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The community of HVWS comes together at certain points of the year to honor the human being’s relationship to the natural world. These festivals are experienced in a nondenominational way in relation to the rhythms of the earth, seasons, and elements. The following are a glimpse of some of the festivals celebrated each year at HVWS.

Advent Spiral

The gift of the light we shall thankfully take,
But it shall not be alone for our sake.
The more we give light, the one to the other,
It grows and gives light, and shines even farther 
Until every heart, by love set aflame,
In every place great joy shall proclaim: 
Not long shall continue the darkness of year;
The light draws near.
Each December, the HVWS students walk the solemn Advent Spiral path. The path is made from pine boughs, crystals, and shells. The walk through the spiral represents the child walking through life on earth. Each child holds a candle supported by an apple candleholder.  The apple represents the nourishment that the earth gives us. The light of the candles invites us to be clear and bright of thought and warm of heart. We remain silent during this celebration, allowing us to be as reverent as possible in the beauty and magic of the setting.  Beginning in December 2012, HVWS has offered an opportunity for family and friends of students to walk the Advent Spiral as well.

May Fair


Hal-an-toe, Jolly rumble-o,
We were up long before the day-o 
To welcome in the Summer Sun, 
To welcome in the May-o 
For summer is a-comin’ in, 
And winter’s gone away-o!

Each year we honor Spring with traditional dances around the Maypole.  Students and their families first gather for a picnic.  Then, bedecked in flower garlands, the Early Childhood students sing and weave ribbons around the Maypole.  The Grades students follow, performing Maypole and Morris Dances.  This is a joyful celebration and opportunity for the entire HVWS community to come together.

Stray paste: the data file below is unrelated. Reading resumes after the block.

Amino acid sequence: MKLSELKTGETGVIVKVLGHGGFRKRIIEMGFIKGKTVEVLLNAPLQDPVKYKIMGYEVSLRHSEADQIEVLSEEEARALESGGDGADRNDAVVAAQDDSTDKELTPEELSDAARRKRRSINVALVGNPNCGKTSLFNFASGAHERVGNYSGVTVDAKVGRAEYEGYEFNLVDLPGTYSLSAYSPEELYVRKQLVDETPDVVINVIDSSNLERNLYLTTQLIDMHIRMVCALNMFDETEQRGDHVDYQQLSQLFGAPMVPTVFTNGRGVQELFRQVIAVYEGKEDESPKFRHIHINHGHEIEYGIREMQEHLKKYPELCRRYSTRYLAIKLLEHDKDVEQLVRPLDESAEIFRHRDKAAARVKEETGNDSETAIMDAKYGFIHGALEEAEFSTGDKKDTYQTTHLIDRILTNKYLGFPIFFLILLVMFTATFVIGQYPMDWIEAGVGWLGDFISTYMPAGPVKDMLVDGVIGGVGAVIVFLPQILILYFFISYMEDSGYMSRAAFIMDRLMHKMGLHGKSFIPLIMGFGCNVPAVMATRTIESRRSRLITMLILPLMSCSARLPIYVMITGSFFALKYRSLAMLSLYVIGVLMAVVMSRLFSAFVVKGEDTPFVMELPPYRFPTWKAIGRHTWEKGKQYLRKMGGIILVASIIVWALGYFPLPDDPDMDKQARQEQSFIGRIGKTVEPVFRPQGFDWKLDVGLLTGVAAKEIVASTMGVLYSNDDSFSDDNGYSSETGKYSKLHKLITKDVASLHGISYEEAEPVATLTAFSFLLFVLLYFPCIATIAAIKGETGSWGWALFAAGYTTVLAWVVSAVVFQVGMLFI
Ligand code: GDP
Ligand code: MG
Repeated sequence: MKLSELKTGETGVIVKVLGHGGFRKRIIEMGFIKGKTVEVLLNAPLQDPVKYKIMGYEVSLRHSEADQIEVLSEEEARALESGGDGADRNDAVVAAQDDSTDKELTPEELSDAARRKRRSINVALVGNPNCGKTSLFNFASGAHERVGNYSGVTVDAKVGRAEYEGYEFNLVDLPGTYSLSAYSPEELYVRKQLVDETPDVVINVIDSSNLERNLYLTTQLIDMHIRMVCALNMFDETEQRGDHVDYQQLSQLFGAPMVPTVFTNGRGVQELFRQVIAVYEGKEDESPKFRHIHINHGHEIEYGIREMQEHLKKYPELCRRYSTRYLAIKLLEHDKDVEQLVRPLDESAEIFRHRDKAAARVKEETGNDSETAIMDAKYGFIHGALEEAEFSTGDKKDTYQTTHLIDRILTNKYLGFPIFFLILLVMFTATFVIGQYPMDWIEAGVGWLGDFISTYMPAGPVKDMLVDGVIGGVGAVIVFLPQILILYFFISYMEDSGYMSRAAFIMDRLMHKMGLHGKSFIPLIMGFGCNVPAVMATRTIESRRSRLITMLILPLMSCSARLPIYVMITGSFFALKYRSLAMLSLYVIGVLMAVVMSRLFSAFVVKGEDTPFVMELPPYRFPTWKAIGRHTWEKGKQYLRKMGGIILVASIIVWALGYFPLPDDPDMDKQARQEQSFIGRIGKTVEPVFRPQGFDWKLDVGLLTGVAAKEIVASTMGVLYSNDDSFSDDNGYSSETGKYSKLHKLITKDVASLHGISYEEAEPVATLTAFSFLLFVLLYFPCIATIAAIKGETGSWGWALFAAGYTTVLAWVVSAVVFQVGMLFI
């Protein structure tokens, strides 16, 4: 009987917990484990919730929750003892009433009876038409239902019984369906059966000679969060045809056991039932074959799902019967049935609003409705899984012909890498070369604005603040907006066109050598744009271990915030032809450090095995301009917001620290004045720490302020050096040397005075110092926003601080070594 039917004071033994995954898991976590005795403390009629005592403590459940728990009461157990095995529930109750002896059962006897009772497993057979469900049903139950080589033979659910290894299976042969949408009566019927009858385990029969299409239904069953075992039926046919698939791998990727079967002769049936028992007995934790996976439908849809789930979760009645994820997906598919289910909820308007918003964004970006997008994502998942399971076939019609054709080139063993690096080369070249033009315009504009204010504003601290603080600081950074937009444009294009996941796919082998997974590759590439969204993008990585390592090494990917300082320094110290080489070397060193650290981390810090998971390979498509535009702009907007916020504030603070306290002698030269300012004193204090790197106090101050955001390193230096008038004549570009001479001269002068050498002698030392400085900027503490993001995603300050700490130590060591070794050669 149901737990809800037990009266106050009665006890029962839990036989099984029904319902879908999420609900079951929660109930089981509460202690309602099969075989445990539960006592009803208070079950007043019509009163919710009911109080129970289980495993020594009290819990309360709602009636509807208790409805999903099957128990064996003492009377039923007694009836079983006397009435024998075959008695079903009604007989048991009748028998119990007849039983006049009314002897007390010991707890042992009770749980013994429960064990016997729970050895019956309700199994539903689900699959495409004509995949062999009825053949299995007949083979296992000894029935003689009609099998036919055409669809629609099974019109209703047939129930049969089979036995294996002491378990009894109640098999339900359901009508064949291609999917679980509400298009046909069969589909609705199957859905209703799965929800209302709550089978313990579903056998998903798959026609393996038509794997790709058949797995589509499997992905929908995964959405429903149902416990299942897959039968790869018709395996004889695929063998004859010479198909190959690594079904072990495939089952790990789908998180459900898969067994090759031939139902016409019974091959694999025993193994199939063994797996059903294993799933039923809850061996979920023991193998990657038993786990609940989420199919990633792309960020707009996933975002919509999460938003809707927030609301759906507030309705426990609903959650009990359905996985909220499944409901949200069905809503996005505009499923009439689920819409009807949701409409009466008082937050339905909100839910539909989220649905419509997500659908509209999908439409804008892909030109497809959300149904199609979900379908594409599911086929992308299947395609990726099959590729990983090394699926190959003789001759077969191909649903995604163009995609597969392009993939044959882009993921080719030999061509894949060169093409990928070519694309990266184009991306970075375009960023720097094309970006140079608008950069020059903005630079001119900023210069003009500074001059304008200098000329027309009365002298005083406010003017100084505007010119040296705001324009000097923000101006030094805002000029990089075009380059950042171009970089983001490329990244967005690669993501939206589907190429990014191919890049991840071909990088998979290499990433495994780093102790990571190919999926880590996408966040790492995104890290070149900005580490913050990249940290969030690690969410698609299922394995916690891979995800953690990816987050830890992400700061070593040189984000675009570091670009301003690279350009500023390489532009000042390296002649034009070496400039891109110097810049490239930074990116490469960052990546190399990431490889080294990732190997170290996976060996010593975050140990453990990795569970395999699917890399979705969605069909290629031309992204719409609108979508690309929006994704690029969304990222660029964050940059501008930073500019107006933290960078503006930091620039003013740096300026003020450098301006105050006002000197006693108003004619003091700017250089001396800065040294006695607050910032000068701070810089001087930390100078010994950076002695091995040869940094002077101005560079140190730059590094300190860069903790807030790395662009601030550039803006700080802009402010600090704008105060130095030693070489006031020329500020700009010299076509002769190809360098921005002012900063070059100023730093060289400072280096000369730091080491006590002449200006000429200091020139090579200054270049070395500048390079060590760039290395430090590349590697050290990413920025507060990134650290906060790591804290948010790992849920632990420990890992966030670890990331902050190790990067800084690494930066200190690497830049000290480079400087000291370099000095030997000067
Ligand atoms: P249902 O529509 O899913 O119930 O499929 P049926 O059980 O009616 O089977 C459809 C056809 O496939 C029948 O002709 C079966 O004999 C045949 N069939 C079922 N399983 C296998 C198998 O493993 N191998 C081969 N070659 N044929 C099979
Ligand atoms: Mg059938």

Each year we honor Spring with traditional dances around the Maypole.  


Celebrated in northern Europe, this holiday commemorates St. Martin, who as a young man passed under an archway in the city of Amiens and discovered a poor beggar huddled there. The man was nearly naked, shivering with cold, and had received no alms to assist him. On seeing him, Martin took his own cape from his shoulders, tore the garment in half, and covered the poor man to warm him. The following night Martin had a dream in which he saw Christ wearing the same piece of his cape. The experience confirmed in him his devotion to all humankind, regardless of their station in life. 
Martin went on to become the patron saint of beggars, drunkards, and outcasts. He was known for his gentleness, his unassuming nature, and his ability to bring warmth and light to those who were previously in darkness. On the evening of Martinmas, children in Waldorf schools world-wide remember St. Martin with a festival of lanterns they have made. As we carry our lit lanterns into the woods at dusk, we symbolically represent the light of our humanity which transcends winter's darkness, and the light of love and generosity illuminating the world. The stars, moons and suns with which the lanterns are decorated attest to the heavenly origins of these shining human qualities.


The Michaelmas festival honors St. Michael, the mythical Dragon-slayer astride a white steed, who bears a mighty iron sword flashing like a meteor. Michael's legend symbolizes the autumnal resurgence of human strength, willpower and striving to overcome our inner Dragons—laziness, greed, doubt, fear of the future—who may have crept over us unnoticed during summer's dreamy warmth and forgetfulness.

There is a feeling of new beginnings at Michaelmas. It is also the season of the Jewish New Year and the solemn Day of Atonement. The school year is beginning, vacation is past, and many cultural endeavors begin anew. Every September HVWS honors the Michaelmas festival with songs, games, and a wonderful play featuring the Grade School students.

A Note About the Festivals We Celebrate

The word “Christian,” as commonly used, generally refers to a religion and religious dogma. In the Waldorf School we do not believe that any dogma is appropriate to the world’s current stage of consciousness, so the school does not adhere to or promote any particular religion’s beliefs.

What we do believe is that behind all the great world religions were individuals who experienced the reality of the spiritual world, and tried to relate their experience to others. By teaching the world’s cultures in our classes, to the best of our ability, we attempt to acknowledge the unifying spark of the spiritual nature of all human beings.
We try to celebrate this spirit of the human being in our festival life by marking the traditional European festivals that are connected to the seasons and rhythms of nature most akin to our North American heritage and culture. Many of these are traditionally “Christian” festivals, which we consciously celebrate in a new way that seeks to be inclusive and respectful of the diversity of ways in which spirit has historically been revealed in the world.

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